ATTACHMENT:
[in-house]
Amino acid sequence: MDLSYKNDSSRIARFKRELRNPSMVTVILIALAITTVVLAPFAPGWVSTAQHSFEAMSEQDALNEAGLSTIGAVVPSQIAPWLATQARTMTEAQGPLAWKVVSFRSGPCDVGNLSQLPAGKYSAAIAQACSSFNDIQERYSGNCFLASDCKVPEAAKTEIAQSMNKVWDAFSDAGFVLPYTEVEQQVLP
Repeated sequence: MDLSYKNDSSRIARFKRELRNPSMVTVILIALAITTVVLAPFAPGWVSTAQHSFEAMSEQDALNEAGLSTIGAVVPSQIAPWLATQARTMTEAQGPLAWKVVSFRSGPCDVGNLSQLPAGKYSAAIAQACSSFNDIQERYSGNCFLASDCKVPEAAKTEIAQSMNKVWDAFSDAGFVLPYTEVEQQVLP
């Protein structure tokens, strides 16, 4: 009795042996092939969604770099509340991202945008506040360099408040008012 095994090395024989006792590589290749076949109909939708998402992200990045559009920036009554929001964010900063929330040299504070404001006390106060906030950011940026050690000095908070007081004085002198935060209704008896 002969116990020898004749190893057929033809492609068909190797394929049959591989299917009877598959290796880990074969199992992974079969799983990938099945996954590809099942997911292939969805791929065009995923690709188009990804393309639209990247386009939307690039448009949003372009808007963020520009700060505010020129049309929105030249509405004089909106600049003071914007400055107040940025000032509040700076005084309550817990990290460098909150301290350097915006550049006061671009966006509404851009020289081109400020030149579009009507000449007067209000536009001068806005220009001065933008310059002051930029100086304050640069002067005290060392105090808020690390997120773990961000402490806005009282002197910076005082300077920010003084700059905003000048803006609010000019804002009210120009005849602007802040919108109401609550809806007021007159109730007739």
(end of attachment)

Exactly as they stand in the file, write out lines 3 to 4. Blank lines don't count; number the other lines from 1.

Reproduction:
Repeated sequence: MDLSYKNDSSRIARFKRELRNPSMVTVILIALAITTVVLAPFAPGWVSTAQHSFEAMSEQDALNEAGLSTIGAVVPSQIAPWLATQARTMTEAQGPLAWKVVSFRSGPCDVGNLSQLPAGKYSAAIAQACSSFNDIQERYSGNCFLASDCKVPEAAKTEIAQSMNKVWDAFSDAGFVLPYTEVEQQVLP
């Protein structure tokens, strides 16, 4: 009795042996092939969604770099509340991202945008506040360099408040008012 095994090395024989006792590589290749076949109909939708998402992200990045559009920036009554929001964010900063929330040299504070404001006390106060906030950011940026050690000095908070007081004085002198935060209704008896 002969116990020898004749190893057929033809492609068909190797394929049959591989299917009877598959290796880990074969199992992974079969799983990938099945996954590809099942997911292939969805791929065009995923690709188009990804393309639209990247386009939307690039448009949003372009808007963020520009700060505010020129049309929105030249509405004089909106600049003071914007400055107040940025000032509040700076005084309550817990990290460098909150301290350097915006550049006061671009966006509404851009020289081109400020030149579009009507000449007067209000536009001068806005220009001065933008310059002051930029100086304050640069002067005290060392105090808020690390997120773990961000402490806005009282002197910076005082300077920010003084700059905003000048803006609010000019804002009210120009005849602007802040919108109401609550809806007021007159109730007739």